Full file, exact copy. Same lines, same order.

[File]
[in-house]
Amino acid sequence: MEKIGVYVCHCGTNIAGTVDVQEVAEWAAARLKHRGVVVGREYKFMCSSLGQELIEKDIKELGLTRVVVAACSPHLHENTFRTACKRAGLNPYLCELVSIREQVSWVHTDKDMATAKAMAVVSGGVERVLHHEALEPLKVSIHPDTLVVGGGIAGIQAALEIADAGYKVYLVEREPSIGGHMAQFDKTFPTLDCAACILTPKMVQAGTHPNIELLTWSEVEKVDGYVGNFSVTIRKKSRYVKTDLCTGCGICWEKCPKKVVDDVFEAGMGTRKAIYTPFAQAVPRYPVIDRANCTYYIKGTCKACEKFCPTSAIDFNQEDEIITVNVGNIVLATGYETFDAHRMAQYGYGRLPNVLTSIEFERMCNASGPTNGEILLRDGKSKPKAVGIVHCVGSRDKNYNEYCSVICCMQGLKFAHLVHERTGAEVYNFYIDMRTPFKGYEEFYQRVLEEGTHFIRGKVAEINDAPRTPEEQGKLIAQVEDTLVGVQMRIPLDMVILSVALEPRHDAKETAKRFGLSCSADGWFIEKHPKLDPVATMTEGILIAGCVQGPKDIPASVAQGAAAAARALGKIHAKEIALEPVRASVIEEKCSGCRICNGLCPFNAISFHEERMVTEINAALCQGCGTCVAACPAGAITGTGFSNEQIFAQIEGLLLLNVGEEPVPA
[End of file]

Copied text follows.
[in-house]
Amino acid sequence: MEKIGVYVCHCGTNIAGTVDVQEVAEWAAARLKHRGVVVGREYKFMCSSLGQELIEKDIKELGLTRVVVAACSPHLHENTFRTACKRAGLNPYLCELVSIREQVSWVHTDKDMATAKAMAVVSGGVERVLHHEALEPLKVSIHPDTLVVGGGIAGIQAALEIADAGYKVYLVEREPSIGGHMAQFDKTFPTLDCAACILTPKMVQAGTHPNIELLTWSEVEKVDGYVGNFSVTIRKKSRYVKTDLCTGCGICWEKCPKKVVDDVFEAGMGTRKAIYTPFAQAVPRYPVIDRANCTYYIKGTCKACEKFCPTSAIDFNQEDEIITVNVGNIVLATGYETFDAHRMAQYGYGRLPNVLTSIEFERMCNASGPTNGEILLRDGKSKPKAVGIVHCVGSRDKNYNEYCSVICCMQGLKFAHLVHERTGAEVYNFYIDMRTPFKGYEEFYQRVLEEGTHFIRGKVAEINDAPRTPEEQGKLIAQVEDTLVGVQMRIPLDMVILSVALEPRHDAKETAKRFGLSCSADGWFIEKHPKLDPVATMTEGILIAGCVQGPKDIPASVAQGAAAAARALGKIHAKEIALEPVRASVIEEKCSGCRICNGLCPFNAISFHEERMVTEINAALCQGCGTCVAACPAGAITGTGFSNEQIFAQIEGLLLLNVGEEPVPA